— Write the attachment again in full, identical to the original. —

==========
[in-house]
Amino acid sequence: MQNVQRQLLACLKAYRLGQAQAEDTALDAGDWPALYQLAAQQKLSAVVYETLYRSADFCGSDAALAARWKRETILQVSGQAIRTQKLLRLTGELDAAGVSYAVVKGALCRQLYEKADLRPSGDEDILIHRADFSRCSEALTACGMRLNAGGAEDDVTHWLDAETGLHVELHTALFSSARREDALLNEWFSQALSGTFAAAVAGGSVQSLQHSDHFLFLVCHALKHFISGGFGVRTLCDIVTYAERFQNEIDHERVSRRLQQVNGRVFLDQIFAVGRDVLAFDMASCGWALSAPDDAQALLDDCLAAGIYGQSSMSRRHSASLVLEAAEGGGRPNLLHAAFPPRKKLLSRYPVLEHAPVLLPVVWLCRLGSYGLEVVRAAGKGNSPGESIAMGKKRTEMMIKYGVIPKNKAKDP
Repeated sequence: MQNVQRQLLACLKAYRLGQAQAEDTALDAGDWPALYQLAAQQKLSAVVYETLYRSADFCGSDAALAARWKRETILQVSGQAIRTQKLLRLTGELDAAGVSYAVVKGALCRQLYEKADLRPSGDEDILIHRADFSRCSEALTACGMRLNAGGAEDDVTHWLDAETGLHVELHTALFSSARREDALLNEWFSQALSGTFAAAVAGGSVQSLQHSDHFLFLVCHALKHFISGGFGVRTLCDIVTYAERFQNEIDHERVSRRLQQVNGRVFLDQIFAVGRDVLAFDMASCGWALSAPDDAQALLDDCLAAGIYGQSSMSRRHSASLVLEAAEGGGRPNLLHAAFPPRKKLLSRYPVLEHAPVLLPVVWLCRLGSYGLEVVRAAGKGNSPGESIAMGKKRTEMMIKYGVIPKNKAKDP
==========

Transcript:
[in-house]
Amino acid sequence: MQNVQRQLLACLKAYRLGQAQAEDTALDAGDWPALYQLAAQQKLSAVVYETLYRSADFCGSDAALAARWKRETILQVSGQAIRTQKLLRLTGELDAAGVSYAVVKGALCRQLYEKADLRPSGDEDILIHRADFSRCSEALTACGMRLNAGGAEDDVTHWLDAETGLHVELHTALFSSARREDALLNEWFSQALSGTFAAAVAGGSVQSLQHSDHFLFLVCHALKHFISGGFGVRTLCDIVTYAERFQNEIDHERVSRRLQQVNGRVFLDQIFAVGRDVLAFDMASCGWALSAPDDAQALLDDCLAAGIYGQSSMSRRHSASLVLEAAEGGGRPNLLHAAFPPRKKLLSRYPVLEHAPVLLPVVWLCRLGSYGLEVVRAAGKGNSPGESIAMGKKRTEMMIKYGVIPKNKAKDP
Repeated sequence: MQNVQRQLLACLKAYRLGQAQAEDTALDAGDWPALYQLAAQQKLSAVVYETLYRSADFCGSDAALAARWKRETILQVSGQAIRTQKLLRLTGELDAAGVSYAVVKGALCRQLYEKADLRPSGDEDILIHRADFSRCSEALTACGMRLNAGGAEDDVTHWLDAETGLHVELHTALFSSARREDALLNEWFSQALSGTFAAAVAGGSVQSLQHSDHFLFLVCHALKHFISGGFGVRTLCDIVTYAERFQNEIDHERVSRRLQQVNGRVFLDQIFAVGRDVLAFDMASCGWALSAPDDAQALLDDCLAAGIYGQSSMSRRHSASLVLEAAEGGGRPNLLHAAFPPRKKLLSRYPVLEHAPVLLPVVWLCRLGSYGLEVVRAAGKGNSPGESIAMGKKRTEMMIKYGVIPKNKAKDP